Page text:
Three Easy Mindfulness Self-Training Techniques You Can Use Daily
Updated: Dec 15, 2018
We do not believe in ourselves until someone reveals that something deep inside us is valuable, worth listening to, worthy of our trust, sacred to our touch. Once we believe in ourselves we can risk curiosity, wonder, spontaneous delight or any experience that reveals the human spirit. E.E. Cummings
Mindfulness—the act of being fully present in each moment with kindness and without judgment—takes practice. The more ways you incorporate mindfulness into your daily life, the more skilled you become, the more benefits you reap. Almost any point in the day can become an opportunity for mindfulness self-training.
1) Mindful listening
Being listened to is so much like being loved that most people don't know the difference. Anon. quoted at Tasting Mindfulness, University of Missouri
We all have a universal need to feel heard. How many times have you found yourself apologizing: "Oh, I'm sorry! What did you say? I wasn't listening." Or: "What? I didn’t hear you," because our distracted "monkey mind" had taken over.
Listening is clearly the most important part of any meaningful communication. It involves the person's heart and mind. When we are truly listening, our interest, attention, and concern for the person and what they are expressing shines through. We are able to hold space for them in the words they speak. Holding space for another is an important aspect of mindful listening. With that in mind, here are some tips for mindful listening:
Use the speaker's words as the "object of mindfulness." Can you listen beyond the words?
Listen without judgment, and with kindness.
Be present and focused. Stay with the words that are spoken.
Listen without mentally composing an automatic reply or thinking about your next comment. It's obvious to the speaker when listening has stopped and the other's mind is wandering.
Ask at least one meaningful question during a conversation.
Acknowledge feelings. We all have a need to feel heard and understood during conversations.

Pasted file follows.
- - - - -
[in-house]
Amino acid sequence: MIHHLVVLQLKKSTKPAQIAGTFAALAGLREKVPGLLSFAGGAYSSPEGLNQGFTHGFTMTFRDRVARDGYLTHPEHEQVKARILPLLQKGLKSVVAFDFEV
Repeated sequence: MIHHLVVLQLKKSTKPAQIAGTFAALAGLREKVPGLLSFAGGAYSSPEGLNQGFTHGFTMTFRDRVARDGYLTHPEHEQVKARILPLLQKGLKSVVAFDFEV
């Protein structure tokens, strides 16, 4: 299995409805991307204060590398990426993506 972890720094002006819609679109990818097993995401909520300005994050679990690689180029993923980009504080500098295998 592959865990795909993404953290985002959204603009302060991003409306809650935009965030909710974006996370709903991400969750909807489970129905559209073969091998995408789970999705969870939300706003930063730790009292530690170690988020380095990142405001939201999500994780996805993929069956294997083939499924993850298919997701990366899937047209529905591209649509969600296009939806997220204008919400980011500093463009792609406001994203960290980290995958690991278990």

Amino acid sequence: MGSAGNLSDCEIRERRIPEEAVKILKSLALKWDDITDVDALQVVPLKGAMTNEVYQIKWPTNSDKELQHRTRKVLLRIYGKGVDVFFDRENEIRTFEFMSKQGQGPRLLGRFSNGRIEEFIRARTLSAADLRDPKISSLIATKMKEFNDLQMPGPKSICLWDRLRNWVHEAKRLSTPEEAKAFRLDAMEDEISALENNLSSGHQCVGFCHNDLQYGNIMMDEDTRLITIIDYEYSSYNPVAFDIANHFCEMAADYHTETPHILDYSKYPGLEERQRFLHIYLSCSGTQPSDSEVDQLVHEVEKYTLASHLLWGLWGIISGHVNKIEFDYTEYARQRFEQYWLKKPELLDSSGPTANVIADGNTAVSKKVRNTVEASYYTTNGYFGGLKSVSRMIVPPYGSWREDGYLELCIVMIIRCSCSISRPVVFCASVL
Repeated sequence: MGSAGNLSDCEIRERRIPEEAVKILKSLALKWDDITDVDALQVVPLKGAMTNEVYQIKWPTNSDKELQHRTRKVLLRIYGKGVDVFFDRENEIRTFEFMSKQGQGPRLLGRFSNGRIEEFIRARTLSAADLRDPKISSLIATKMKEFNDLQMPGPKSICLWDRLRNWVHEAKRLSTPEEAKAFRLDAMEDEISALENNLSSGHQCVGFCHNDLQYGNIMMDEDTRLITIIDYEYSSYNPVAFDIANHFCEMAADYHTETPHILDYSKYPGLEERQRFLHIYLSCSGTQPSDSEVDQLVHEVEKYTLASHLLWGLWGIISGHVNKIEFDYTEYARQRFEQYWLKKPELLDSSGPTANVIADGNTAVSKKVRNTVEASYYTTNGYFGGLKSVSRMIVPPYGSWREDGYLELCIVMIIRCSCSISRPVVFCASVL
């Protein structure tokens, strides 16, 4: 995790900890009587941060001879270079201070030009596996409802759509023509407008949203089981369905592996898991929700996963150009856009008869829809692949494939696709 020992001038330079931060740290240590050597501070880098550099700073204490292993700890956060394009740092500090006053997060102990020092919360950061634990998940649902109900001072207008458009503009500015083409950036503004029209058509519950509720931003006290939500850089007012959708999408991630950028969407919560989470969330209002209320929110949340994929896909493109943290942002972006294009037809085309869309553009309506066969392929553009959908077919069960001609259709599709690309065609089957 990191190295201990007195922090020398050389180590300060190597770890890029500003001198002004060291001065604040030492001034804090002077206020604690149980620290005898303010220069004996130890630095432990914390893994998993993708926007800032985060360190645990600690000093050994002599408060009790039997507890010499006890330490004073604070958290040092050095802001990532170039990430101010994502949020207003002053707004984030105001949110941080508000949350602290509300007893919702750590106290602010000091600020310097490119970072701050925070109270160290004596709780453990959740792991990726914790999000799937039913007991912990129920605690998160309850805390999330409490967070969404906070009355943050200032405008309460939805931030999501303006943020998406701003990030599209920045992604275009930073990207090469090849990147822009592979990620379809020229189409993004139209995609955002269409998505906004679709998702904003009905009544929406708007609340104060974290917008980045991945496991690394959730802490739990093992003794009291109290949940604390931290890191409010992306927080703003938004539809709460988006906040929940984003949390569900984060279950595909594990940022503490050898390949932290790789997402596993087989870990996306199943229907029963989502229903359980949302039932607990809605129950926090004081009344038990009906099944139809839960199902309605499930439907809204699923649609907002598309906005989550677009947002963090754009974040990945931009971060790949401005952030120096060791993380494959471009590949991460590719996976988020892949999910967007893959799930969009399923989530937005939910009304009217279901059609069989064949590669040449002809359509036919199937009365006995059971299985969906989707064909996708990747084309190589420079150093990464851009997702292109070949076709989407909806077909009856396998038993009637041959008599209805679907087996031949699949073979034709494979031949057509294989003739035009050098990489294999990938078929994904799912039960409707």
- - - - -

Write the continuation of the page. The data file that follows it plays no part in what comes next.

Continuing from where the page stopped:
Adapted from "What did you say?" -- The Practice of Mindful Listening.
2) Mindful reading
Depending on our reasons for doing it, reading is usually a stress-free activity. Here are some tips to begin practising mindful reading for pleasure, research, or learning:
Before you begin, take a few minutes, or do a five-minute mindful meditation, to quiet the "monkey mind" of automatic thoughts.
When reading stories or novels, enjoy single words and paragraphs; close your eyes for a moment and take time to imagine and enjoy a scene painted by the author's words. Notice what phrase or scene stands out for you. Take a moment to "breathe in" what you've read.
When studying, take time to really understand and assimilate what you are learning. Take it slow, and place your attention on the words you are reading. Reading mindfully—gently bringing our attention back to the text when thoughts intrude or our mind wanders—helps us to focus and remember what we've read.
3) Mindful driving
If you can, try not to judge anything that you're experiencing, but simply notice the moment as it is—not good, bad, or ugly—just there. For many, noticing is one thing. Accepting? Easier said than done. Psychology Today, "Driving Mindfully"
Meditation or mindful strategies can be used in our daily lives, not only in our home or out in nature. Finding the beauty of a mindful moment at any time is a gift to ourselves. Driving is an opportunity to take advantage of the minutes during our day that can be a gift to our soul.
Before you start the car, take a moment for mindful breathing as you place the key in the ignition, and put your seat belt on. Perfect moments to do some deep breathing, which calms down the amygdala.
Be aware of any feeling that you need to rush; if you are late, let the other(s) know when you will arrive, and then take your time.
Feel your weight in the seat of your car, be aware of your body in relation to the controls and the seat, and make any adjustments for comfort and safety.
Take your time: adjust heat or a/c, turn off the radio, allow for silence, put away the phone. Now there is space to be able to notice body sensations. Intend to pay attention to passing sights and sounds as you drive, and pay non-judging attention to the traffic. As you find your mind turning to past events or future concerns, gently bring your focus back to the present moment.
Send loving kindness to drivers in other cars; May you be happy, may you be well. Notice the feeling of compassion that washes over you as you repeat this phrase.
Mindfulness: a positive contagion of self-caring
The present moment is a gift that we are always receiving as we enter into the next "now." We each have a choice on whether to open and savour this gift of time or to rush through it, and feel that "time passes too quickly." Noticing and being aware of each moment is an opportunity to feel the beauty of our life, connections and relationships.
Mindfulness, at its core, is a type of self-care that also reverberates outwardly. Learning mindfulness and other self-caring techniques will not only help you, but will also help your family, friends, community, and the world you live in.
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